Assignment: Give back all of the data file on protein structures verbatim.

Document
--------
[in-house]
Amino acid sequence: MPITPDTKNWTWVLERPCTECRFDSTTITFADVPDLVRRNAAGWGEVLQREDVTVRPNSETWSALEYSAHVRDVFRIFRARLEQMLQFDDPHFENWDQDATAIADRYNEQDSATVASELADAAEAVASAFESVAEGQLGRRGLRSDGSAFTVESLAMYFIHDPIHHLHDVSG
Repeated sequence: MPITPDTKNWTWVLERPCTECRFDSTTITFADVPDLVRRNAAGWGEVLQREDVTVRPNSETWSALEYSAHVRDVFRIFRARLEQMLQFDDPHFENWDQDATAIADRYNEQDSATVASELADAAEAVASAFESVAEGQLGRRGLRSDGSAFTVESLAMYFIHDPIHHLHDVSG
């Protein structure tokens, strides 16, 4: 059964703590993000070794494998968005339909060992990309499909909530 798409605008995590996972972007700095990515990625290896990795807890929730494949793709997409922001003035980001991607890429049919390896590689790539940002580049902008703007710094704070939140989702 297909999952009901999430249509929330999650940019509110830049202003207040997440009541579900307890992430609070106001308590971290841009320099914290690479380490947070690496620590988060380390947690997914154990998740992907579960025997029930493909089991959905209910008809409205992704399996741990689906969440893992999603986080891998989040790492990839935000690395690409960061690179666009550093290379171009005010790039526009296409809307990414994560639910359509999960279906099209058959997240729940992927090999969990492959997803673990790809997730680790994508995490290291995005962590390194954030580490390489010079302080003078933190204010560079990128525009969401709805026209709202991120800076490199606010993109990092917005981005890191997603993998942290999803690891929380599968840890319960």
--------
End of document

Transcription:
[in-house]
Amino acid sequence: MPITPDTKNWTWVLERPCTECRFDSTTITFADVPDLVRRNAAGWGEVLQREDVTVRPNSETWSALEYSAHVRDVFRIFRARLEQMLQFDDPHFENWDQDATAIADRYNEQDSATVASELADAAEAVASAFESVAEGQLGRRGLRSDGSAFTVESLAMYFIHDPIHHLHDVSG
Repeated sequence: MPITPDTKNWTWVLERPCTECRFDSTTITFADVPDLVRRNAAGWGEVLQREDVTVRPNSETWSALEYSAHVRDVFRIFRARLEQMLQFDDPHFENWDQDATAIADRYNEQDSATVASELADAAEAVASAFESVAEGQLGRRGLRSDGSAFTVESLAMYFIHDPIHHLHDVSG
């Protein structure tokens, strides 16, 4: 059964703590993000070794494998968005339909060992990309499909909530 798409605008995590996972972007700095990515990625290896990795807890929730494949793709997409922001003035980001991607890429049919390896590689790539940002580049902008703007710094704070939140989702 297909999952009901999430249509929330999650940019509110830049202003207040997440009541579900307890992430609070106001308590971290841009320099914290690479380490947070690496620590988060380390947690997914154990998740992907579960025997029930493909089991959905209910008809409205992704399996741990689906969440893992999603986080891998989040790492990839935000690395690409960061690179666009550093290379171009005010790039526009296409809307990414994560639910359509999960279906099209058959997240729940992927090999969990492959997803673990790809997730680790994508995490290291995005962590390194954030580490390489010079302080003078933190204010560079990128525009969401709805026209709202991120800076490199606010993109990092917005981005890191997603993998942290999803690891929380599968840890319960």